Bell County residents: Confederate monuments are more than innocent markers of American history. Many exist to celebrate the confederate cause to preserve the rights of whites over minorities. Most of the sites and symbols were actually created during periods of racial conflict long after the Civil War as not-so-subtle intimidation and reminders to courthouse visitors.
The Southern Poverty Law Center has conducted research to pinpoint the location of at least 1,503 of these monuments. They also paid attention to when these monuments were erected and placed them on a timeline. Our Confederate monument at the Bell County Courthouse in Belton falls at the tail-end of the most significant spike on the timeline (1916).
It also doesn’t help supporters of the confederacy that the Texas State Historical Association includes the following information about Bell County:
“Though racial violence was not as common in Bell County as it was in some areas of the state, there were at least two lynchings, in 1911 and 1915, and the Klan was revived in the county in the 1920s.” (https://tshaonline.org/handbook/online/articles/hcb06)
The Bell County Courthouse Confederate monument was erected in October 1916, right in the middle of this violent period, just five short months after the infamous “Waco Horror” in neighboring McLennan County (https://en.wikipedia.org/wiki/Lynching_of_Jesse_Washington). It doesn’t take a stretch of the imagination to see that our Bell County Courthouse Confederate monument was erected to send a message of intimidation and fear to people of color during a time when lynchings were commonplace.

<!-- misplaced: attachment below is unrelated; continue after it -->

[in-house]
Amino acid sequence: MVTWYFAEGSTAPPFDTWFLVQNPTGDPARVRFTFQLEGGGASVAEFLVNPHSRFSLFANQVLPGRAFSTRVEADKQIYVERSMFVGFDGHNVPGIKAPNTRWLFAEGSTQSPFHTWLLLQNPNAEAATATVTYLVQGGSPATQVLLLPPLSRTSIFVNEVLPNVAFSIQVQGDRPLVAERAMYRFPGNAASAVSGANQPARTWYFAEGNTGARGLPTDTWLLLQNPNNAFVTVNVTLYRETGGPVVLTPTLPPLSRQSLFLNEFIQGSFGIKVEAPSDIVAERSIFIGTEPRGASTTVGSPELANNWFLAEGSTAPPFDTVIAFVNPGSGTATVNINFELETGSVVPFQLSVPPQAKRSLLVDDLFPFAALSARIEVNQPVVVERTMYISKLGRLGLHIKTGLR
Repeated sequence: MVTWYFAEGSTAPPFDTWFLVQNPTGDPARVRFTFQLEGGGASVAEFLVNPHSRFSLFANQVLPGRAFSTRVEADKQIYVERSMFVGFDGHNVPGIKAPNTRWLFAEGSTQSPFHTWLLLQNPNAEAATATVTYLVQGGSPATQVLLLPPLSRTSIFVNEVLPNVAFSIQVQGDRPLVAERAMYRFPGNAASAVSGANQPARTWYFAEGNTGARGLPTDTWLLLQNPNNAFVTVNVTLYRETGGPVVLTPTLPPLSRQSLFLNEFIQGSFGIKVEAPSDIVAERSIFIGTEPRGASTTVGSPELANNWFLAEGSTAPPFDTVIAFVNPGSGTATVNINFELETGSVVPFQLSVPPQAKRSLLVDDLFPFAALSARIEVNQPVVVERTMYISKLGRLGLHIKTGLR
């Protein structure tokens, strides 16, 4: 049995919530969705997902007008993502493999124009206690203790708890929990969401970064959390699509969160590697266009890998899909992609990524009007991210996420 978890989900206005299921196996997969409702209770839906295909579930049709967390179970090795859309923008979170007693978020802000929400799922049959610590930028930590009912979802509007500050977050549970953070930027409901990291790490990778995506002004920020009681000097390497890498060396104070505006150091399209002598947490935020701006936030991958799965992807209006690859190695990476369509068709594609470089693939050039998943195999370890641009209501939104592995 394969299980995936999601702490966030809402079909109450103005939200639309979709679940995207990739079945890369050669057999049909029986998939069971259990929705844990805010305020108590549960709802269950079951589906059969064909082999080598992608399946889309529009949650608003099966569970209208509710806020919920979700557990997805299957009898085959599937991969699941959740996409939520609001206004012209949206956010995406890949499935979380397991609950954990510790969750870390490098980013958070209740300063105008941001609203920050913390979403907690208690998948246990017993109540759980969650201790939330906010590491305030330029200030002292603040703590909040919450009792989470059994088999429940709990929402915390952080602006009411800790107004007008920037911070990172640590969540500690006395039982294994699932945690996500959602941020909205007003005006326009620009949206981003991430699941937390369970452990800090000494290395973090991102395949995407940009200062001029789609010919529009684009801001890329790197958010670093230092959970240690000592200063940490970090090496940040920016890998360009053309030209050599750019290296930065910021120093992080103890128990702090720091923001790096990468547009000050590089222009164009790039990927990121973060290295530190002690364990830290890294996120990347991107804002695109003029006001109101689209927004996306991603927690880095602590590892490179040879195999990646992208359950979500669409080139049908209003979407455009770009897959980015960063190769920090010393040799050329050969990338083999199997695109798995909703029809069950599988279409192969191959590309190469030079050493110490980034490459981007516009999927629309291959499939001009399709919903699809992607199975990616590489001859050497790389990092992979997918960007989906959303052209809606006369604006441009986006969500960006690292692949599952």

Even in the face of such evidence, I continue to be overwhelmed by the amount of residents who deny the lived experiences of people of color and legitimate state history. There are still a staggering number of northerners and southerners (48 percent according to a 2011 Pew Research Center study) who make the false claim that the Civil War was about states’ rights while the major consensus of historians point to slavery as its primary cause. If the information above isn’t enough to convince readers that it is time for local and statewide reform, and they refuse to believe the majority of historians, then I implore them to take a moment to read Texas’ actual Declaration of Causes (which impelled the State of Texas to secede from the Federal Union): Feb. 2, 1861. The Lone Star State begins with slavery as the primary cause, and continues to mention it 20 more times! (https://www.tsl.texas.gov/ref/abouttx/secession/2feb1861.html)
The strong correlations are impossible to ignore, and the monument needs to be relocated to a more appropriate setting — one that is not connected to an institution where local citizens go to receive judgment.
If you would like to join this discussion and help bring about positive change in our local communities, please consider joining Bell County United for Reform (https://www.facebook.com/groups/506411993051093/)